Temperature modulation of Dream sleep

03 Sep Temperature modulation of Dream sleep

An interesting article was recently published on the ScienceDaily website discussing research about lengthening our dream phase of sleep:
Every night while sleeping, we cycle between two very different states of sleep. Upon falling asleep, we enter non-rapid eye movement (non-REM) sleep where our breathing is slow and regular and movement of our limbs or eyes are minimal. Approximately 90 minutes later, however, we enter rapid eye movement (REM) sleep. This is a paradoxical state where our breathing becomes fast and irregular, our limbs twitch, our eyes move rapidly and we dream. In REM sleep, our brain is highly active, but we also become paralysed and we lose the ability to thermoregulate or maintain our constant body temperature.
It has been a mystery why our REM sleep, or dream sleep, increases when room temperature is ‘just right’, however neuroscientists from the University of Bern have found that an explanation lies with a specific group of neurons in the brain.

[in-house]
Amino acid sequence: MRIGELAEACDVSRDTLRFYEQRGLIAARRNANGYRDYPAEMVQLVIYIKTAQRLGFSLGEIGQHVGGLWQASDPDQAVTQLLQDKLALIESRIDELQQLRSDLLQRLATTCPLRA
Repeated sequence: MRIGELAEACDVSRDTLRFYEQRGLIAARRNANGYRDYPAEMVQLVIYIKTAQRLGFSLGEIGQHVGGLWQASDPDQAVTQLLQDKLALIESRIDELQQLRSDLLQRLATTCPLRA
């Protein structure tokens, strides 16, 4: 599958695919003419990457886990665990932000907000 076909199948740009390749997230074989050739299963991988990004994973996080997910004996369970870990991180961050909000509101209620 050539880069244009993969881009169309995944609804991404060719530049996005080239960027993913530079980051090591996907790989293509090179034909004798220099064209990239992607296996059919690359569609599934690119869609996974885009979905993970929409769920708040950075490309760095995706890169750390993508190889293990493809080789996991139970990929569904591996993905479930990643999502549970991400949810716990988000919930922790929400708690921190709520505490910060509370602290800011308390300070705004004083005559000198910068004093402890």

The researchers discovered that a small population of neurons within the hypothalamus, called melanin-concentrating hormone (MCH) neurons, play a critical role in how we modulate REM sleep expression as a function of ambient (or room) temperature.
Mark Schmidt, senior author of the study, suggested that REM sleep is a behavioural strategy that shifts energy resources away from costly thermoregulatory defence toward, instead, the brain to enhance many brain functions. Their research confirmed this hypothesis and found that MCH neurons specifically increase REM sleep when the room temperature is ‘just right’ and the need for body temperature defence is minimized. Increasing REM sleep can be of great importance as it is known to play an important role in many brain functions such as memory consolidation.